The industrial engineering major can prepare a student for a careers as an industrial engineer, systems analyst, production control manager, quality control manager, operations research analyst, industrial cost control manager, manufacturing engineering manager, systems designer, or plant manager, among others. After graduate work in industrial engineering (the MS or PhD) a professional may work as an engineering scientist.
As opposed to engineers in other specialties, the industrial engineer is more concerned with increasing productivity through the management of people, the methods of organization and the available technology. As stated before, a majority of industrial engineers working the manufacturing field but are branching out into many other industries.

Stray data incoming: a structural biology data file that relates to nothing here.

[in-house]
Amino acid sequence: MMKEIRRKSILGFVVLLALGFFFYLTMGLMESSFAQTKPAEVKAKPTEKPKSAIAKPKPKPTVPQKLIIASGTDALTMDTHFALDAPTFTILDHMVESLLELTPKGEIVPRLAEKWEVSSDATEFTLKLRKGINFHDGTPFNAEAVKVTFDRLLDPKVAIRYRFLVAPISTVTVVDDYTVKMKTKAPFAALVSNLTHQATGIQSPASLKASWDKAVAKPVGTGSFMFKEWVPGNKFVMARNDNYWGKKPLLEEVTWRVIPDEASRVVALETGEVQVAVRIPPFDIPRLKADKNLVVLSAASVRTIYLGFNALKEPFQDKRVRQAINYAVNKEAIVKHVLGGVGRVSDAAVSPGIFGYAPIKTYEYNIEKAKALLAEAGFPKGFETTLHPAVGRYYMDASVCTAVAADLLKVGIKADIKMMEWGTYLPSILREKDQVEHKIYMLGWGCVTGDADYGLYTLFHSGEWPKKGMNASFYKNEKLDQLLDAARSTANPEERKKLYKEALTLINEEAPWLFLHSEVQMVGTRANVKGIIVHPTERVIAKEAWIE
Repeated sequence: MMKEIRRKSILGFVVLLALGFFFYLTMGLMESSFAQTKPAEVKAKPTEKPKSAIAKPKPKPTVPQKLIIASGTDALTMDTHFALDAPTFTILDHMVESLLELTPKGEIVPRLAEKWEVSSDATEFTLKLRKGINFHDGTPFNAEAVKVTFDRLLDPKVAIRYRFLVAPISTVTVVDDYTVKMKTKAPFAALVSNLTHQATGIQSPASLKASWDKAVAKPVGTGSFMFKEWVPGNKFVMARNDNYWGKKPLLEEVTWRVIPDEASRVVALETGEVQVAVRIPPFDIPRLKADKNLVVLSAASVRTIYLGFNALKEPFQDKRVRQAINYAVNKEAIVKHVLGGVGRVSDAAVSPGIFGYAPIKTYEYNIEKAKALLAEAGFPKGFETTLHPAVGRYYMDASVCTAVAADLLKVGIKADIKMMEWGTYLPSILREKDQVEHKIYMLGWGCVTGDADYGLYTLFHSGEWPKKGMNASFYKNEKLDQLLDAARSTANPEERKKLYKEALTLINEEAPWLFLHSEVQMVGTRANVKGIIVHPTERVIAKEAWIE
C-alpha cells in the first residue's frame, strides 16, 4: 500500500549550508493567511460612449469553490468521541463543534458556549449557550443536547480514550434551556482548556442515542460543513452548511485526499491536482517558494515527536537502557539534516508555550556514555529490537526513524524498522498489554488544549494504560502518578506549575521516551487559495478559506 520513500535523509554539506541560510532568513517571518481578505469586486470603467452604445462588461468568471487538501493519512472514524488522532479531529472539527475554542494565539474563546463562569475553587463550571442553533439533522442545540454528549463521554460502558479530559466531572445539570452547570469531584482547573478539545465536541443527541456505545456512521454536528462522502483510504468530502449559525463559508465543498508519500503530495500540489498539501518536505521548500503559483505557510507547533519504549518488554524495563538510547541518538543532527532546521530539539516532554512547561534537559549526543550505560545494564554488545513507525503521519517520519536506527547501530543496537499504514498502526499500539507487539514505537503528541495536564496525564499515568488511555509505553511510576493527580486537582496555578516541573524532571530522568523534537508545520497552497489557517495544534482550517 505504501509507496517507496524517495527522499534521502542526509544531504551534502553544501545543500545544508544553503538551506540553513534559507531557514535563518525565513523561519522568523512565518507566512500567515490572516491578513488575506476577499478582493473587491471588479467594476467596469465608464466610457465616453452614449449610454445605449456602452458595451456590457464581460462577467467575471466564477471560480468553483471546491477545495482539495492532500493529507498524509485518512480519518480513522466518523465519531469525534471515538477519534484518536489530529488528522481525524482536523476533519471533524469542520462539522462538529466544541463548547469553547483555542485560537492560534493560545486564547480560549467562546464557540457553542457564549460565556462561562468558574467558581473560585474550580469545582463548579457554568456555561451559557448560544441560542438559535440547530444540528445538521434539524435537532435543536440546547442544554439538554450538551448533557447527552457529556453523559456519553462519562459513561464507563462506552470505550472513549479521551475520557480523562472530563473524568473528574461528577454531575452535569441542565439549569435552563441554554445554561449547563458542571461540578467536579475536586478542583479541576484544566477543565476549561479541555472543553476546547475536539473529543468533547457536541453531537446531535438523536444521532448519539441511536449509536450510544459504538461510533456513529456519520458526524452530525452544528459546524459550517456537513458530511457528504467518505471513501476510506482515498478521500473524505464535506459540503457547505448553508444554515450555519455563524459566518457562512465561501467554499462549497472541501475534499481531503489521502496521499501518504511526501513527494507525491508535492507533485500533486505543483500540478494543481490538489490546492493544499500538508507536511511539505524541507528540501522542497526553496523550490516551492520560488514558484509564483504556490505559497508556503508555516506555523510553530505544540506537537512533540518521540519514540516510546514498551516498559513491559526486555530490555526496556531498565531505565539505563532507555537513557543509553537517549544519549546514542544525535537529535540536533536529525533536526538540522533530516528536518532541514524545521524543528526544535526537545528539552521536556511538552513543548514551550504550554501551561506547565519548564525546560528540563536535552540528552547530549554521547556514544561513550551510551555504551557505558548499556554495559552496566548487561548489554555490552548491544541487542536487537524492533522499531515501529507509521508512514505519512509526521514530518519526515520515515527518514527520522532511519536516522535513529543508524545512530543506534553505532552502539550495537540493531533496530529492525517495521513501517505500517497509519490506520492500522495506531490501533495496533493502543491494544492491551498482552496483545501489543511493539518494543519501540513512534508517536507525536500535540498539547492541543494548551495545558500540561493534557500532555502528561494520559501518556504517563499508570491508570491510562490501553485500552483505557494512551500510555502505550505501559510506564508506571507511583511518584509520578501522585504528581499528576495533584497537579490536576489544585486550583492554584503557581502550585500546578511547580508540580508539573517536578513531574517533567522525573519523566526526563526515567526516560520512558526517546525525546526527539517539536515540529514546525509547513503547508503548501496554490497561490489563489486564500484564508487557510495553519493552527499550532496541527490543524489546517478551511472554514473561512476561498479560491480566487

In order to solve problems encountered in product manufacturing and service industries, industrial engineers must study the product and its requirements. They use mathematical models, such as operational research models, to meet production requirements, and to design manufacturing and information systems. They not only develop, but also manage control systems that aid in financial planning per product. This is also an effective way of cost analysis.
Not only do industrial engineers design financial systems, they also improve, upgrade, and reconfigure these systems. They also develop wage, payroll, and salary administration systems and other job performance and evaluation systems. This is the main factor for industrial engineers moving into management positions. They are so closely related to every nuance of the corporate system, they can often be the best source for overall company evaluation.